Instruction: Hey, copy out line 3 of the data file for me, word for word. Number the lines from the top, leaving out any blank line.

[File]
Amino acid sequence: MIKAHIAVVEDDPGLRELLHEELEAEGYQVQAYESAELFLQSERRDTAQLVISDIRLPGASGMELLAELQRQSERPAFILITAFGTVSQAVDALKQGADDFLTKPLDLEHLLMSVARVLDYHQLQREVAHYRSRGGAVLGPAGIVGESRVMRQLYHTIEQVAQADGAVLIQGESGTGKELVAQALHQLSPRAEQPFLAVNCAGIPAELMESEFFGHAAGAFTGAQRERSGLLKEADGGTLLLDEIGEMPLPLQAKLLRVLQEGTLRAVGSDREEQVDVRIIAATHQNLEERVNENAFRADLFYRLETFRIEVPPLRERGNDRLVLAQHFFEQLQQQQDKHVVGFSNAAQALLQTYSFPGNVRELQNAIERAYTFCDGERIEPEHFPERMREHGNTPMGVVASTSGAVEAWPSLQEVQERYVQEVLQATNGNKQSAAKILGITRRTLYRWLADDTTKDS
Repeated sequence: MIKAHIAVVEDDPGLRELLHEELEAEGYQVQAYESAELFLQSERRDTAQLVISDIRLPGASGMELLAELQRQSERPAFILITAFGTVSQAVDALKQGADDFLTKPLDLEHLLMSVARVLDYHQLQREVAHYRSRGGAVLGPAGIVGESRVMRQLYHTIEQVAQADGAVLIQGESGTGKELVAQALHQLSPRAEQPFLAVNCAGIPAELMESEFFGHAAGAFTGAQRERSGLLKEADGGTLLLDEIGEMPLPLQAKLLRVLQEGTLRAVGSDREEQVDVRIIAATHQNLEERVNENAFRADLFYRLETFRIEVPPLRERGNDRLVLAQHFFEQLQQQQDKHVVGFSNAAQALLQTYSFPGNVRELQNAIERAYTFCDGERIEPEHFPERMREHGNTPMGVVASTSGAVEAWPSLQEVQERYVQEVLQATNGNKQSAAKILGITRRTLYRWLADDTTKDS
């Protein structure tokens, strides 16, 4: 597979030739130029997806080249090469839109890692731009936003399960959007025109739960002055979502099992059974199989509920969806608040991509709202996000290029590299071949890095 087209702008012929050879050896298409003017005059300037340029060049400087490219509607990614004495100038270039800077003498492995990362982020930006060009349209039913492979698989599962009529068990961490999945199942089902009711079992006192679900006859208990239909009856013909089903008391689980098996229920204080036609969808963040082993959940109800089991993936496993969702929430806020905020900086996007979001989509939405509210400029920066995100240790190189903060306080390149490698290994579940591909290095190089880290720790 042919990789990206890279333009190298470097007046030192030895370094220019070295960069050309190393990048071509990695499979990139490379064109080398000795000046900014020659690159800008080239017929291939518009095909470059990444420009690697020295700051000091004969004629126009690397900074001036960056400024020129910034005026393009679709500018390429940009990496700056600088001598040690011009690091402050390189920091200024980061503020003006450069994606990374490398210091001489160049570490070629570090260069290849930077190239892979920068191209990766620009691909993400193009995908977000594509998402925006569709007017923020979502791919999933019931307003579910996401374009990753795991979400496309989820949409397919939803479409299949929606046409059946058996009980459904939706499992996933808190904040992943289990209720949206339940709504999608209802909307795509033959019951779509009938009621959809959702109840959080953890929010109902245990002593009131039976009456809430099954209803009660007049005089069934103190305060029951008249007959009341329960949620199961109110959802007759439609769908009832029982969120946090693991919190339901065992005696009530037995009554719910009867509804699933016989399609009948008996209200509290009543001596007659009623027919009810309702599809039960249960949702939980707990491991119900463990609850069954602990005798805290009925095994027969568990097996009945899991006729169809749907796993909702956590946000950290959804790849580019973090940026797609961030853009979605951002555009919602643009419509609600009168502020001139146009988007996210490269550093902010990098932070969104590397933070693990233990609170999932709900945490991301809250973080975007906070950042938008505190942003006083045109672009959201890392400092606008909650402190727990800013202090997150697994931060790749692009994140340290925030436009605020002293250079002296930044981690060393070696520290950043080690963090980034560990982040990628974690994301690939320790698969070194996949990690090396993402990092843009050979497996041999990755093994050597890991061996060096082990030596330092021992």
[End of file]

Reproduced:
């Protein structure tokens, strides 16, 4: 597979030739130029997806080249090469839109890692731009936003399960959007025109739960002055979502099992059974199989509920969806608040991509709202996000290029590299071949890095 087209702008012929050879050896298409003017005059300037340029060049400087490219509607990614004495100038270039800077003498492995990362982020930006060009349209039913492979698989599962009529068990961490999945199942089902009711079992006192679900006859208990239909009856013909089903008391689980098996229920204080036609969808963040082993959940109800089991993936496993969702929430806020905020900086996007979001989509939405509210400029920066995100240790190189903060306080390149490698290994579940591909290095190089880290720790 042919990789990206890279333009190298470097007046030192030895370094220019070295960069050309190393990048071509990695499979990139490379064109080398000795000046900014020659690159800008080239017929291939518009095909470059990444420009690697020295700051000091004969004629126009690397900074001036960056400024020129910034005026393009679709500018390429940009990496700056600088001598040690011009690091402050390189920091200024980061503020003006450069994606990374490398210091001489160049570490070629570090260069290849930077190239892979920068191209990766620009691909993400193009995908977000594509998402925006569709007017923020979502791919999933019931307003579910996401374009990753795991979400496309989820949409397919939803479409299949929606046409059946058996009980459904939706499992996933808190904040992943289990209720949206339940709504999608209802909307795509033959019951779509009938009621959809959702109840959080953890929010109902245990002593009131039976009456809430099954209803009660007049005089069934103190305060029951008249007959009341329960949620199961109110959802007759439609769908009832029982969120946090693991919190339901065992005696009530037995009554719910009867509804699933016989399609009948008996209200509290009543001596007659009623027919009810309702599809039960249960949702939980707990491991119900463990609850069954602990005798805290009925095994027969568990097996009945899991006729169809749907796993909702956590946000950290959804790849580019973090940026797609961030853009979605951002555009919602643009419509609600009168502020001139146009988007996210490269550093902010990098932070969104590397933070693990233990609170999932709900945490991301809250973080975007906070950042938008505190942003006083045109672009959201890392400092606008909650402190727990800013202090997150697994931060790749692009994140340290925030436009605020002293250079002296930044981690060393070696520290950043080690963090980034560990982040990628974690994301690939320790698969070194996949990690090396993402990092843009050979497996041999990755093994050597890991061996060096082990030596330092021992």